That’s why the brand new marketing team for the toy company Nintendo decided their products were made for boys. Women and girls have always played video games but men and boys were to be the chosen demographic. Nintendo’s advertising was effective and their targeted marketing meant their content had to target their chosen demographic.

The cycle was thus created and the numbers were in: Video games were for boys. Other developers caught on and emulated Nintendo’s marketing strategy.  They would make their games for boys too. And since video games were marketed as toys, their home would be in the boy’s aisle. Girls would still play video games but they would do so almost in secrecy, not realizing for a very long time that they weren’t alone, and they would be games that sexualized and objectified them as characters.

Video game advertising and the games it reflected would create a new culture that no longer focused on family, but on masculinity, aggression, and sex.

Women’s place in video games were as prizes, and hypersexualized marketing props.

The addition of internet forums and chats took all of these ingredients and magnified them through their echo chambers. Behavior that would never be tolerable in face to face exchanges became not only common or accepted, but greetings and litmus tests for admission to these Gentlemen’s Clubs where men were everything those ads said they could be. Objectifying and sexualizing women was how to be according to the games, the ads for the games, and the new culture.

While we are beginning to see more awareness and backlash against all of this toxicity, the work is only just beginning. A particularly dedicated attacker can drive women off of the platform completely. An even more dedicated attacker can steal their identity and find out where they live. Twitch as well as game developers are taking this harassment seriously and are beginning to take steps to dissuade it. They can’t do it alone however. The problem runs far beneath the surface.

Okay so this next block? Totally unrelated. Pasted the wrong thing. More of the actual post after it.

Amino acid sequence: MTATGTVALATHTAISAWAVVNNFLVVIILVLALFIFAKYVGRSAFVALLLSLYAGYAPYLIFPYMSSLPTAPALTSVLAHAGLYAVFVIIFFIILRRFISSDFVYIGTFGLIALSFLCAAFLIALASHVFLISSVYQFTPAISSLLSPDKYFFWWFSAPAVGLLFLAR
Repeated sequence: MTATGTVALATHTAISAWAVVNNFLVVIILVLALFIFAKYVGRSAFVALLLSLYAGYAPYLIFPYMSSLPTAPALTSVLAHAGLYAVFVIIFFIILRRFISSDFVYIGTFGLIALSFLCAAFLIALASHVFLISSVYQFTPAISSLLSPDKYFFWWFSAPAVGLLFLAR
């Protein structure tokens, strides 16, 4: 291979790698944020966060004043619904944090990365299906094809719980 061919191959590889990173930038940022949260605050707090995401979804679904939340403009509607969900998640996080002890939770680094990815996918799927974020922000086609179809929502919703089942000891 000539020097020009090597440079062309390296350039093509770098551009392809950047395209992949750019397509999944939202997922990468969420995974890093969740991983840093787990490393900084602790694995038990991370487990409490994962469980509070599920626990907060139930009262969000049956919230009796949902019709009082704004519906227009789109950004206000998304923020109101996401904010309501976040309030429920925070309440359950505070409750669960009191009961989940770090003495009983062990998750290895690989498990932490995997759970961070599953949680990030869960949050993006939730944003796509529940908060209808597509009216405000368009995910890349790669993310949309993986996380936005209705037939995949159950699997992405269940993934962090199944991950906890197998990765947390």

Female streamers, especially those who promote themselves as a brand have the deck stacked against them. How do you fight against sexism on a platform built to emulate a pornography service? How do you fight your own objectification in an industry that was rebuilt with it and continues to accept it?

We have to pull together as women, as gamers, as a community to make it known that this harassment will not be tolerated. We have to call out this misogyny when we see it and defend each other when we are attacked. The gaming community has to realize that it’s filled with women who have always been there and we won’t tolerate being attacked, stalked, and threatened anymore. We’re gamers and streamers too and we’re not going anywhere!

If you don’t believe me look at the incredibly successful women not only on Twitch, but in Esports and the gaming world at large and they’re doing it their way, without permission from the Gentlemen’s Club of Twitch. Women like Zombie_Girlie, CannibalQueen, Eyevoree, and Irisvane are making their own success, proving that the women of Twitch are a force to be reckoned with.  

Delila Cain

In her own words, Delila is a cantankerous little, a curious creative, a mediocre gamer, and an adventurous writer. You can keep up with her on her Twitter page. Also, get informed on how to be sex positive on her resource website, The Lock & Key.